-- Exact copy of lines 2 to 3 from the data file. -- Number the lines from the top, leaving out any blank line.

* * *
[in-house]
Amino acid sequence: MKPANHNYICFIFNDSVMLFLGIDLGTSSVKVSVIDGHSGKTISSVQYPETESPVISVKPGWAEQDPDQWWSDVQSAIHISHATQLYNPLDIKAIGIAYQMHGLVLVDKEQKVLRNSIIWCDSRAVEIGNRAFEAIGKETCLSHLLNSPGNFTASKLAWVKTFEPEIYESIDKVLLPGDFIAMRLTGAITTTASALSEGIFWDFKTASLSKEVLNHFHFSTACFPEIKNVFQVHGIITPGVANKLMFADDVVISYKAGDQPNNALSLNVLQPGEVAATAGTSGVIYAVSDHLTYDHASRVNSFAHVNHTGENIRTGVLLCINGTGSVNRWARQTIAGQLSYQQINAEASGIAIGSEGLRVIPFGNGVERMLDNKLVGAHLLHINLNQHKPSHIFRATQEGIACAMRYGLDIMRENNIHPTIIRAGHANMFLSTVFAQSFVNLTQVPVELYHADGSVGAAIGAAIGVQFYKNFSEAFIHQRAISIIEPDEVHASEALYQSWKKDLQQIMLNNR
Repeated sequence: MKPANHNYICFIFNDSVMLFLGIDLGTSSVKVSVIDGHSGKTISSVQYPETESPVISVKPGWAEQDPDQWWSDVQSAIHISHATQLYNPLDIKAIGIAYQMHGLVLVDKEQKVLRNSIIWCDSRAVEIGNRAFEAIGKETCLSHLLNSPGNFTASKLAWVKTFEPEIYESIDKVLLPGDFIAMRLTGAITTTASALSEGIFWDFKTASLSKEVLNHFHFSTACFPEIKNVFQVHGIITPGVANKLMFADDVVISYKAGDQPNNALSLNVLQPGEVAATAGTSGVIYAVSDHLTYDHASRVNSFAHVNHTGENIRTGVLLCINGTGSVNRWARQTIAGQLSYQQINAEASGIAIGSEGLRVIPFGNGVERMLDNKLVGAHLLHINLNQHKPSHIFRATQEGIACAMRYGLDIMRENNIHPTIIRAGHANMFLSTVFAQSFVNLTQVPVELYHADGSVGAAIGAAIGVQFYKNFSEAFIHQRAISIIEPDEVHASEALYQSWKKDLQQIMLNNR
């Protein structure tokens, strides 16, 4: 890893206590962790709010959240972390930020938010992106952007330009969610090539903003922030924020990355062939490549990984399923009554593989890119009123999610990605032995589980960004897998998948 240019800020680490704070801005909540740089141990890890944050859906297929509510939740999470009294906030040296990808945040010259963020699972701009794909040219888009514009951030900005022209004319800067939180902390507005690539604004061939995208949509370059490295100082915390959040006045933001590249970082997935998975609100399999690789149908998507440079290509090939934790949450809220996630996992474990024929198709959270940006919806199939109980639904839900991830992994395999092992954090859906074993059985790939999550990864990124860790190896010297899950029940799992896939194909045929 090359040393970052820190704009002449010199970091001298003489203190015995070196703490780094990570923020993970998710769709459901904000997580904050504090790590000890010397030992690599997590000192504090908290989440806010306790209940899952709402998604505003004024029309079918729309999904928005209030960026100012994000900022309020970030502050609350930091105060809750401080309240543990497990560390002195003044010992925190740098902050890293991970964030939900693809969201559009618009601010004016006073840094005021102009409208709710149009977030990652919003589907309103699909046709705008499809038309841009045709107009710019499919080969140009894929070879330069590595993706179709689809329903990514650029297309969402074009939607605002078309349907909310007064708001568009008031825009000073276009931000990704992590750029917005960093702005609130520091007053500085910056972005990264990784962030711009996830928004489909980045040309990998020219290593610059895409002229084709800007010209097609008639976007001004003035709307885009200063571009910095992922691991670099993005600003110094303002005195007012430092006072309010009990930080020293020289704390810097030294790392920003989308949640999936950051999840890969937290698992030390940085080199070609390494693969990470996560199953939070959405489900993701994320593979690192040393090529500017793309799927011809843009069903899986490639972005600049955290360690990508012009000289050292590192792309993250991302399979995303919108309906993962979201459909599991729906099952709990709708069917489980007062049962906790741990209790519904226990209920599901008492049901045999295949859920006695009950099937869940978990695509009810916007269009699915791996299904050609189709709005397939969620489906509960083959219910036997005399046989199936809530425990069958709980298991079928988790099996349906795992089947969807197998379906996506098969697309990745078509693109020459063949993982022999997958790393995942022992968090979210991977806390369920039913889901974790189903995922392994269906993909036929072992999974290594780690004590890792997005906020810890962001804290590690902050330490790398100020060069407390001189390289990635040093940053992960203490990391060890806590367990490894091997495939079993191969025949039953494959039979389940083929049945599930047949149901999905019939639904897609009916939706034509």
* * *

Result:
Amino acid sequence: MKPANHNYICFIFNDSVMLFLGIDLGTSSVKVSVIDGHSGKTISSVQYPETESPVISVKPGWAEQDPDQWWSDVQSAIHISHATQLYNPLDIKAIGIAYQMHGLVLVDKEQKVLRNSIIWCDSRAVEIGNRAFEAIGKETCLSHLLNSPGNFTASKLAWVKTFEPEIYESIDKVLLPGDFIAMRLTGAITTTASALSEGIFWDFKTASLSKEVLNHFHFSTACFPEIKNVFQVHGIITPGVANKLMFADDVVISYKAGDQPNNALSLNVLQPGEVAATAGTSGVIYAVSDHLTYDHASRVNSFAHVNHTGENIRTGVLLCINGTGSVNRWARQTIAGQLSYQQINAEASGIAIGSEGLRVIPFGNGVERMLDNKLVGAHLLHINLNQHKPSHIFRATQEGIACAMRYGLDIMRENNIHPTIIRAGHANMFLSTVFAQSFVNLTQVPVELYHADGSVGAAIGAAIGVQFYKNFSEAFIHQRAISIIEPDEVHASEALYQSWKKDLQQIMLNNR
Repeated sequence: MKPANHNYICFIFNDSVMLFLGIDLGTSSVKVSVIDGHSGKTISSVQYPETESPVISVKPGWAEQDPDQWWSDVQSAIHISHATQLYNPLDIKAIGIAYQMHGLVLVDKEQKVLRNSIIWCDSRAVEIGNRAFEAIGKETCLSHLLNSPGNFTASKLAWVKTFEPEIYESIDKVLLPGDFIAMRLTGAITTTASALSEGIFWDFKTASLSKEVLNHFHFSTACFPEIKNVFQVHGIITPGVANKLMFADDVVISYKAGDQPNNALSLNVLQPGEVAATAGTSGVIYAVSDHLTYDHASRVNSFAHVNHTGENIRTGVLLCINGTGSVNRWARQTIAGQLSYQQINAEASGIAIGSEGLRVIPFGNGVERMLDNKLVGAHLLHINLNQHKPSHIFRATQEGIACAMRYGLDIMRENNIHPTIIRAGHANMFLSTVFAQSFVNLTQVPVELYHADGSVGAAIGAAIGVQFYKNFSEAFIHQRAISIIEPDEVHASEALYQSWKKDLQQIMLNNR